The police role in preventing homicide: Considering the impact of problem-oriented policing on the prevalence of murder

Michael D. White, James J. Fyfe, Suzanne P. Campbell, John S. Goldkamp

Research output: Contribution to journalArticle

22 Scopus citations


Criminal justice practitioners and scholars have traditionally held that homicide is relatively immune from police suppression efforts. Recently, the widespread adoption of community and problem-oriented policing and concomitant decreases in violent crime have raised questions about what the police can reasonably be expected to accomplish. This article examines a joint effort by the Bureau of Justice Assistance and the city of Richmond, California, to apply the lessons of problem-oriented policing to homicide work. Analyses of Richmond homicides from 1985 to 1998 suggest that the nature and pattern of murders changed notably following adoption of the new policing philosophy, and interrupted time-series analysis with homicide data from 75 other California cities suggests the changes in Richmond were unique. Results indicate that homicide prevention is a critical police responsibility and that by employing problem-oriented strategies and garnering citizen involvement, police may be able to effectively reduce the prevalence of such violence.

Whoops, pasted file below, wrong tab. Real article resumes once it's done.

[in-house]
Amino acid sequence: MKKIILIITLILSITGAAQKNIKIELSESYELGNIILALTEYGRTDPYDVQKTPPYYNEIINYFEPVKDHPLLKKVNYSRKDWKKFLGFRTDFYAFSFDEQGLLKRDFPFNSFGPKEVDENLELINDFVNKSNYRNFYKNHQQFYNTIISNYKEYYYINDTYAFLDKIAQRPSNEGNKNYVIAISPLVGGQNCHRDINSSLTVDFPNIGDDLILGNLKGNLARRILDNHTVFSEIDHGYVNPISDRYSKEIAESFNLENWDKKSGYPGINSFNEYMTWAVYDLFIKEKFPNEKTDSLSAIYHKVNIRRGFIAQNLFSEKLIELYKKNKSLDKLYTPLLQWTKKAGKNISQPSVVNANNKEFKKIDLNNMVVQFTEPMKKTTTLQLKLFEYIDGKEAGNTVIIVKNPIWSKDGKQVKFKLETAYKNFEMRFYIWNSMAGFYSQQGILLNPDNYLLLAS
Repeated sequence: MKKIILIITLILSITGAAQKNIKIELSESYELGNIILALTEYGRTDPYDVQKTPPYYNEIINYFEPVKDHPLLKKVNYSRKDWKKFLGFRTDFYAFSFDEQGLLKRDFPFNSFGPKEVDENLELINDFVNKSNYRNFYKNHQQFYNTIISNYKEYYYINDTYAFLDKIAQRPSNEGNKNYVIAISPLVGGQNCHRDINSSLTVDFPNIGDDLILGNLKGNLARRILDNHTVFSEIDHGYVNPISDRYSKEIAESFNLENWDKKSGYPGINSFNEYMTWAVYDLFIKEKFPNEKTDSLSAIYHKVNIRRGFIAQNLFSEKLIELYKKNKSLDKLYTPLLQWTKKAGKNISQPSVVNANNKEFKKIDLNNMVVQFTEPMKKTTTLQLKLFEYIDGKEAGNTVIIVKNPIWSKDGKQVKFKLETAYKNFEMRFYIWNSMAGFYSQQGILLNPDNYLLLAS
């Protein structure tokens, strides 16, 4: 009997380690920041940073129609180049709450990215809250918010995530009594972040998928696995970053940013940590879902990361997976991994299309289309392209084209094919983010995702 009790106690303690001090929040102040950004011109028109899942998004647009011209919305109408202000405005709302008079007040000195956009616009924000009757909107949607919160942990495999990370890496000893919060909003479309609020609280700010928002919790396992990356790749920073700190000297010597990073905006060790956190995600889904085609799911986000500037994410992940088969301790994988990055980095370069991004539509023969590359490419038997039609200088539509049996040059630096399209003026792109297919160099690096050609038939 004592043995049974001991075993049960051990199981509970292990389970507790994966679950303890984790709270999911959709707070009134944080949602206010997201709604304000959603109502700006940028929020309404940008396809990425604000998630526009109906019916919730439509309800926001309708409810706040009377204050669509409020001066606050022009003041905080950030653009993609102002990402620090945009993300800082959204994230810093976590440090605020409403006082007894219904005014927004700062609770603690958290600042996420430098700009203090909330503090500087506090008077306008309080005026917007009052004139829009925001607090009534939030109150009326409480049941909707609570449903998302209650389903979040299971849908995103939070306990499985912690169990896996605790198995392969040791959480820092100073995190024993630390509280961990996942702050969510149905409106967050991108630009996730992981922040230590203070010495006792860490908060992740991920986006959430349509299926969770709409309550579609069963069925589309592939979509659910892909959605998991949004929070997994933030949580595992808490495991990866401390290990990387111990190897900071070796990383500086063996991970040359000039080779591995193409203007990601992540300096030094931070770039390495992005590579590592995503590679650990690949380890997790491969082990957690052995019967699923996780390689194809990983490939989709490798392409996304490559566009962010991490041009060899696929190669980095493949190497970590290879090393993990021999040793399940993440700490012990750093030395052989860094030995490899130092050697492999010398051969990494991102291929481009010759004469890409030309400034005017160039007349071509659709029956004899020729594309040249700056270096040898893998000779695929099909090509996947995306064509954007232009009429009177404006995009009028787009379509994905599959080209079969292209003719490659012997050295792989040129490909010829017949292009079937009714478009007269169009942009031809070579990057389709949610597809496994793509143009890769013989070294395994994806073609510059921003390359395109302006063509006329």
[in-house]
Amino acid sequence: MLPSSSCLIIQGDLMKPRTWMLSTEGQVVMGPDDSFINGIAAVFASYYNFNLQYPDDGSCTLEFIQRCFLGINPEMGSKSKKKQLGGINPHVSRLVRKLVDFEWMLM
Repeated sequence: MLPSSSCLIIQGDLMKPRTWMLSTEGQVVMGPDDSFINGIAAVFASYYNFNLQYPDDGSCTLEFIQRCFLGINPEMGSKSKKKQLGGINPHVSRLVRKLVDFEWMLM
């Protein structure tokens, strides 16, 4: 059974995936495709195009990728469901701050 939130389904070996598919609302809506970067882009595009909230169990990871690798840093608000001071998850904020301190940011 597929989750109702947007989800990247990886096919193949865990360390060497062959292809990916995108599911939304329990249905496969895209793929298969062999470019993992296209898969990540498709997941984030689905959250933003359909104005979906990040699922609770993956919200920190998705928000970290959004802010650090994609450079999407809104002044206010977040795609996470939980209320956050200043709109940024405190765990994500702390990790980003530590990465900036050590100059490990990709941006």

Original languageEnglish (US)
Pages (from-to)194-225
Number of pages32
JournalJournal of Research in Crime and Delinquency
Issue number2
StatePublished - May 1 2003
Externally publishedYes



  • Homicide
  • Homicide prevention
  • Problem-oriented policing

ASJC Scopus subject areas

  • Social Psychology

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